As she gets ready to celebrate the launch of her new book, Viva MˑAˑC author Andrea Benoit talks Judith Butler, the art of drag – and looks back to that notorious VIVA GLAM ad featuring RuPaul. During the month of June, proceeds from sales of Viva M·A·C will go to Casey House, a stand-alone hospital where people with HIV/AIDS can receive compassionate care without judgment.
In season 9 of “RuPaul’s Drag Race,” drag queen Sasha Velour considered performing as philosopher and gender theorist Judith Butler for the infamous Snatch Game challenge, which showcases the queens’ best celebrity impersonations in a game show setting. Aside from wondering what that would look like (and we’ll really never know as Sasha decided to perform as Marlene Dietrich instead, I was struck – yet again – at the prevalence of drag and how it’s now considered in wider and more popular contexts since the 1990s, when I talk about the art of drag in my new book, Viva MˑAˑC: AIDS, Fashion, and the Philanthropic Practices of MˑAˑC Cosmetics.
Viva MˑAˑC is the first cultural history of the originally Canadian cosmetics brand, and uncovers the origins of the company’s corporate philanthropy around HIV/AIDS awareness and fundraising. When MˑAˑC first started raising money through sales of its signature VIVA GLAM lipstick to support local AIDS organizations in 1994, AIDS was still largely a verboten subject for corporations. While many myths about AIDS were beginning to be dispelled, such as how HIV was transmitted, there was still great fear and rampant homophobia surrounding this medical condition.
MˑAˑC chose the relatively unknown drag queen RuPaul to be its first spokesperson for VIVA GLAM and Chairperson of its new charity, the MˑAˑC AIDS Fund. In 1995, RuPaul appeared in the company’s first advertisement, a provocative image that portrayed him spelling out the letters of VIVA GLAM, including the notorious letter “M” that gloriously depicted his legs splayed wide-open. Twenty-five years later, the Fund has raised almost $500 million for AIDS organizations globally. RuPaul’s mantra of “loving yourself,” combined with his entertaining, over-the-top glamour, brought international attention to the MˑAˑC AIDS Fund, and made addressing the AIDS epidemic a bit more palatable to a mass audience. Much has changed since the 1980s and 1990s, when Viva MˑAˑC’s narrative takes place. Folks live with HIV for decades now, as it’s no longer an immediate death sentence, thanks to antiretroviral medications.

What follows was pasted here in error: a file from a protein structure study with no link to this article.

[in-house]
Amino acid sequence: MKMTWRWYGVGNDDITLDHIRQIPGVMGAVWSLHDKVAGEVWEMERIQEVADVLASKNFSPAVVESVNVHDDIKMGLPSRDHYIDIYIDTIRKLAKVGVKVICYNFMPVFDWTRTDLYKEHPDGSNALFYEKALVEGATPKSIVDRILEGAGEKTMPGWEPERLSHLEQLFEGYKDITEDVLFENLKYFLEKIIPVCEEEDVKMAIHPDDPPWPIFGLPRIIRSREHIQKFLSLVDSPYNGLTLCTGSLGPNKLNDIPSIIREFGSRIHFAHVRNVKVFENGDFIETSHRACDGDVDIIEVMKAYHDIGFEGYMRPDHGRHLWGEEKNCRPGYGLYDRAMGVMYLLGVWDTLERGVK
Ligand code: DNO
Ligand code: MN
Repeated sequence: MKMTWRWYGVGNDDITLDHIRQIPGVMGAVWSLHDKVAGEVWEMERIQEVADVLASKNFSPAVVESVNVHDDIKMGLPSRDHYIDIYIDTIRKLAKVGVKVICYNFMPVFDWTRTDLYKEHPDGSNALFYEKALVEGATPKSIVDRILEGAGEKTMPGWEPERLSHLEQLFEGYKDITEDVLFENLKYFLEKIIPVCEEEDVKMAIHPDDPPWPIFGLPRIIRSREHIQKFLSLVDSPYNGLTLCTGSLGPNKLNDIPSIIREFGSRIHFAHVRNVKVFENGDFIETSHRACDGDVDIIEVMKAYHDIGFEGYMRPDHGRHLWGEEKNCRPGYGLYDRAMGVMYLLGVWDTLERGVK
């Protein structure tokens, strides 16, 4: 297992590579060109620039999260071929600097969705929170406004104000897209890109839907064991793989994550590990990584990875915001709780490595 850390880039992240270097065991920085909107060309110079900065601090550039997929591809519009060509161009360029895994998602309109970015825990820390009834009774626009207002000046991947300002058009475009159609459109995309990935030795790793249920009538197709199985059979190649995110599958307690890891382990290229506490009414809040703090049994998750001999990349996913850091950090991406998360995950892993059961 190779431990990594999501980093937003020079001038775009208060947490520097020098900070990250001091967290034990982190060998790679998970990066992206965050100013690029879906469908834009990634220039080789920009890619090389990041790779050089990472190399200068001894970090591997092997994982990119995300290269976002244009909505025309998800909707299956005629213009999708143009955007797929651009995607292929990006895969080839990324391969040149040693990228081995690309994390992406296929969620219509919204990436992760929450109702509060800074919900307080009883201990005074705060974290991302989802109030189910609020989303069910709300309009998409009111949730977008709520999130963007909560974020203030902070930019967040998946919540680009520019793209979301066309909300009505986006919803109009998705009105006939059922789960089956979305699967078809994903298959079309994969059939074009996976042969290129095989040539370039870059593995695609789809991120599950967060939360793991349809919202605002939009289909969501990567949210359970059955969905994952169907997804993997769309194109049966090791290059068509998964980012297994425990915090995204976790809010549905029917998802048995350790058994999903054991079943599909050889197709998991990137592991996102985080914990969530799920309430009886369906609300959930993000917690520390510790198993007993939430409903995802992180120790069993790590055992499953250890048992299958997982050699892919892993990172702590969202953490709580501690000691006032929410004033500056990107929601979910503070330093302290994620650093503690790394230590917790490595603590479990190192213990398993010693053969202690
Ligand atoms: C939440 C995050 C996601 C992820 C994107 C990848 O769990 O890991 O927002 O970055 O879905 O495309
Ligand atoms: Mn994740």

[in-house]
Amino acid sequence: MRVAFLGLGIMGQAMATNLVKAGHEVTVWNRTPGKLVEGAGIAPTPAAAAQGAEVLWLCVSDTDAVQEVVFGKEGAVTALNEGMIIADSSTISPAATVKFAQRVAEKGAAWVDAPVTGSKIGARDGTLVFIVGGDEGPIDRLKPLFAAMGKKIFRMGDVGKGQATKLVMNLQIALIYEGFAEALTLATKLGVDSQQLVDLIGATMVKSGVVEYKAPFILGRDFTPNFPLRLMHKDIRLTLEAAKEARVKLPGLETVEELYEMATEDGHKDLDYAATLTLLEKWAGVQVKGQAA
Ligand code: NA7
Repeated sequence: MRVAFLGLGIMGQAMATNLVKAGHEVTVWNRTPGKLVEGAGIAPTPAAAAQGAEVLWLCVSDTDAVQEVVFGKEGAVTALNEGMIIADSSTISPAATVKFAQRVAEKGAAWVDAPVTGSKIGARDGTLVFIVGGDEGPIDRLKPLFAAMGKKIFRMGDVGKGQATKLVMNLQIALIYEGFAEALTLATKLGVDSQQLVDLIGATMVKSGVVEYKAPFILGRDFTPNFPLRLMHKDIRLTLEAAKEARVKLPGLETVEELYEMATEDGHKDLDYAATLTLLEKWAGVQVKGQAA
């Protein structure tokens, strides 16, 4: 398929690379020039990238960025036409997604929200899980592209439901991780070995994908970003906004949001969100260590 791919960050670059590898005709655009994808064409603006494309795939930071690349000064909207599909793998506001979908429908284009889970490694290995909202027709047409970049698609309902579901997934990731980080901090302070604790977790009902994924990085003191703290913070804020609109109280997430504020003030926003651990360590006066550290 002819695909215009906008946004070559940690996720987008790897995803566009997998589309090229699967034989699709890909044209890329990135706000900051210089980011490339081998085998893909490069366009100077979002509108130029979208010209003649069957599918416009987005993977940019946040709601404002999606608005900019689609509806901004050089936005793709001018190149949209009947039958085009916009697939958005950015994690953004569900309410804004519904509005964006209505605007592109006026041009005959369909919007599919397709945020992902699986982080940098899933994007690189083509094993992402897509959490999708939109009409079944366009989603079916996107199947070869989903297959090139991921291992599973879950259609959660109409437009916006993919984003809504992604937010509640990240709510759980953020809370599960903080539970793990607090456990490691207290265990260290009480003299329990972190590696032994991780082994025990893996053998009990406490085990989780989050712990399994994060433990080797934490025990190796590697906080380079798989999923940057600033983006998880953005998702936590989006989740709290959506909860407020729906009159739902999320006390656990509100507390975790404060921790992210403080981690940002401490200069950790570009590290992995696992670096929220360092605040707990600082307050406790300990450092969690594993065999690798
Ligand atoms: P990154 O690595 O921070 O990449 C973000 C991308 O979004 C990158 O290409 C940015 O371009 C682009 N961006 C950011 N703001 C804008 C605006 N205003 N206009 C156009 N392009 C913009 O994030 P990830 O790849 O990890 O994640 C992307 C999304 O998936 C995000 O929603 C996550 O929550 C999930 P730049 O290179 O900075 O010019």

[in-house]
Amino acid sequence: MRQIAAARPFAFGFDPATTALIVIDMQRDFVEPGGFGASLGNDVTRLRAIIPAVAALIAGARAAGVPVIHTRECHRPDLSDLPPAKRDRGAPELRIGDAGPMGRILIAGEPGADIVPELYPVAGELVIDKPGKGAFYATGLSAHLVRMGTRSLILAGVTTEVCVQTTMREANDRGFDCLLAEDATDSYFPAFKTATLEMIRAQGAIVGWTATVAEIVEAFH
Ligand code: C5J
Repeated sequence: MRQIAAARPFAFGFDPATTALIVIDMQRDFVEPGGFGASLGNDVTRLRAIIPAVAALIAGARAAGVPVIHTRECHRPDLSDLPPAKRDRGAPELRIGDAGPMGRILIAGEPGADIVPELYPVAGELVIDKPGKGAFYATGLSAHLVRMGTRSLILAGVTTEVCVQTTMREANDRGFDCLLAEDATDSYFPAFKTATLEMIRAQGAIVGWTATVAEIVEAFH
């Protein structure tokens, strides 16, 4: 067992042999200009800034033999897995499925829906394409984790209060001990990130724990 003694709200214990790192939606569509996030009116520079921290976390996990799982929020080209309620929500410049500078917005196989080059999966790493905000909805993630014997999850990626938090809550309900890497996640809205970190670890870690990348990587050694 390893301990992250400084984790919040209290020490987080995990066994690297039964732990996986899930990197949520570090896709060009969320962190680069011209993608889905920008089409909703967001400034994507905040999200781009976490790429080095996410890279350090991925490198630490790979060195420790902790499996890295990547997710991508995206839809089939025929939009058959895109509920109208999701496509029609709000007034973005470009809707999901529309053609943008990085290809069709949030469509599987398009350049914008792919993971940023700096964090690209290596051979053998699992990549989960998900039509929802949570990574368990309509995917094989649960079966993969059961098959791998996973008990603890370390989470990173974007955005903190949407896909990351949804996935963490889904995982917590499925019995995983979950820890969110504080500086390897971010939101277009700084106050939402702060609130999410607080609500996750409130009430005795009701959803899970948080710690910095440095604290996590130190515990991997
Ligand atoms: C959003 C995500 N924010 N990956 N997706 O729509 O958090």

And RuPaul is now famous. Back in early 2009, as I was beginning to outline the contours of what would eventually become my book, an intriguing new show called “RuPaul’s Drag Race” appeared on Logo TV, a niche American LGBTQ television channel. Debuting at the height of the reality television phenomenon (itself a subject of scholarly inquiry within my own field of Media Studies), RuPaul offered a completely different take, which promised to reveal “America’s Next Drag Superstar,” riffing on the then-popular “America’s Next Top Model” show to great, if unexpected, success.
Now, Sasha Velour considering performing as Judith Butler on season 9 harkens back to Butler’s own theorizing of drag twenty-five years earlier in Gender Trouble: Feminism and the Subversion of Identity (1990) and later in Bodies That Matter: On the Discursive Limits of Sex (1993), when Viva MˑAˑC’s narrative takes place. Traditionally, a drag performance is a very self-conscious presentation of gender norms, often being a hyper-stylized representation of femininity. Depending on the context, however, such performances offer potential sites for challenge, critique, and action, especially regarding the AIDS epidemic. While Butler did not really consider commercial or media contexts when she described the ways and spaces in which gender performances could be subversive in the 1990s, I argue in Viva MˑAˑC that MˑAˑC’s notorious VIVA GLAM ad featuring RuPaul should also be considered subversive: the very fact of featuring a drag queen “performing” in a beauty ad to promote awareness and fundraising for HIV/AIDS organizations was unheard-of for that time.
We’ve now come full circle: Sasha Velour can invoke Butler, confident that many in the audience would understand the reference. Butler herself responded to Sasha (much to her delight), admiring how “radical and fierce” Sasha was but also pointing out they were both connected in a mutual project that addressed the “struggle for freedom, for self-expression, for political rights, for the ability to walk down the street without being harassed, to be able to move across borders and express one’s political desires and have a form of life in which one can live and breathe and move as one pleases.”
Drag as an art form has evolved in amazingly creative and increasingly diverse and inclusive ways, and it’s now also mainstream entertainment, drag’s underground vernacular and traditions, even its theoretical underpinnings, becoming common parlance, thanks largely to “RuPaul’s Drag Race.” It’s worth remembering, though, and not just during Pride, that drag’s political and activist commitments run deep, wherever they show up: in the bar, on television, or in a lipstick ad. Viva MˑAˑC tells a little of that story.
Interested in finding out more about VIVA M·A·C. Click here to read an excerpt from the book.
Click here to purchase your copy of VIVA M·A·C: AIDS, Fashion, and the Philanthropic Practices of MAC Cosmetics.